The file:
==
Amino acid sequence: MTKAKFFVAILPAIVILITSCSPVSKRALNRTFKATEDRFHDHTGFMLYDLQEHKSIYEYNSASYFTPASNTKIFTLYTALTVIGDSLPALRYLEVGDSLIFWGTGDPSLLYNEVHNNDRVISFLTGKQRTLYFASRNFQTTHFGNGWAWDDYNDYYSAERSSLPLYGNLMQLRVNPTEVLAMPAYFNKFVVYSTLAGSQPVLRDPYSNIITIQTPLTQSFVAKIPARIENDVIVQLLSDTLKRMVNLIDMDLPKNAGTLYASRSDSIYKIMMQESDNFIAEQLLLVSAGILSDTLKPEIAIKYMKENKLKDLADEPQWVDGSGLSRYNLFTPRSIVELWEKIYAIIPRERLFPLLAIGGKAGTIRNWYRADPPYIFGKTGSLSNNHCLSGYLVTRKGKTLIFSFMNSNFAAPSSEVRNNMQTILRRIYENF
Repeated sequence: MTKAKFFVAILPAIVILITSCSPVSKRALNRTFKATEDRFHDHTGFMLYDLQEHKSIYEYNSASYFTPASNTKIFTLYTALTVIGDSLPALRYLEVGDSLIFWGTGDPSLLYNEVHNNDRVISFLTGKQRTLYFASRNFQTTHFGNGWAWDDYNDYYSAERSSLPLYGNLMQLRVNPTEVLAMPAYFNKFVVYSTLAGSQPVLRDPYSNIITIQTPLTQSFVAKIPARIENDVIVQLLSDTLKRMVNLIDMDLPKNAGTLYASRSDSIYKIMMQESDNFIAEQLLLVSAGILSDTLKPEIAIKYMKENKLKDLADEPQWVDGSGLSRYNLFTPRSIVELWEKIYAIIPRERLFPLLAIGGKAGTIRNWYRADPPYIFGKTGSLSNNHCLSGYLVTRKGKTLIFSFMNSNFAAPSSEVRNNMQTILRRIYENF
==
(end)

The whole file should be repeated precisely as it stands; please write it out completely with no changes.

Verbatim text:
Amino acid sequence: MTKAKFFVAILPAIVILITSCSPVSKRALNRTFKATEDRFHDHTGFMLYDLQEHKSIYEYNSASYFTPASNTKIFTLYTALTVIGDSLPALRYLEVGDSLIFWGTGDPSLLYNEVHNNDRVISFLTGKQRTLYFASRNFQTTHFGNGWAWDDYNDYYSAERSSLPLYGNLMQLRVNPTEVLAMPAYFNKFVVYSTLAGSQPVLRDPYSNIITIQTPLTQSFVAKIPARIENDVIVQLLSDTLKRMVNLIDMDLPKNAGTLYASRSDSIYKIMMQESDNFIAEQLLLVSAGILSDTLKPEIAIKYMKENKLKDLADEPQWVDGSGLSRYNLFTPRSIVELWEKIYAIIPRERLFPLLAIGGKAGTIRNWYRADPPYIFGKTGSLSNNHCLSGYLVTRKGKTLIFSFMNSNFAAPSSEVRNNMQTILRRIYENF
Repeated sequence: MTKAKFFVAILPAIVILITSCSPVSKRALNRTFKATEDRFHDHTGFMLYDLQEHKSIYEYNSASYFTPASNTKIFTLYTALTVIGDSLPALRYLEVGDSLIFWGTGDPSLLYNEVHNNDRVISFLTGKQRTLYFASRNFQTTHFGNGWAWDDYNDYYSAERSSLPLYGNLMQLRVNPTEVLAMPAYFNKFVVYSTLAGSQPVLRDPYSNIITIQTPLTQSFVAKIPARIENDVIVQLLSDTLKRMVNLIDMDLPKNAGTLYASRSDSIYKIMMQESDNFIAEQLLLVSAGILSDTLKPEIAIKYMKENKLKDLADEPQWVDGSGLSRYNLFTPRSIVELWEKIYAIIPRERLFPLLAIGGKAGTIRNWYRADPPYIFGKTGSLSNNHCLSGYLVTRKGKTLIFSFMNSNFAAPSSEVRNNMQTILRRIYENF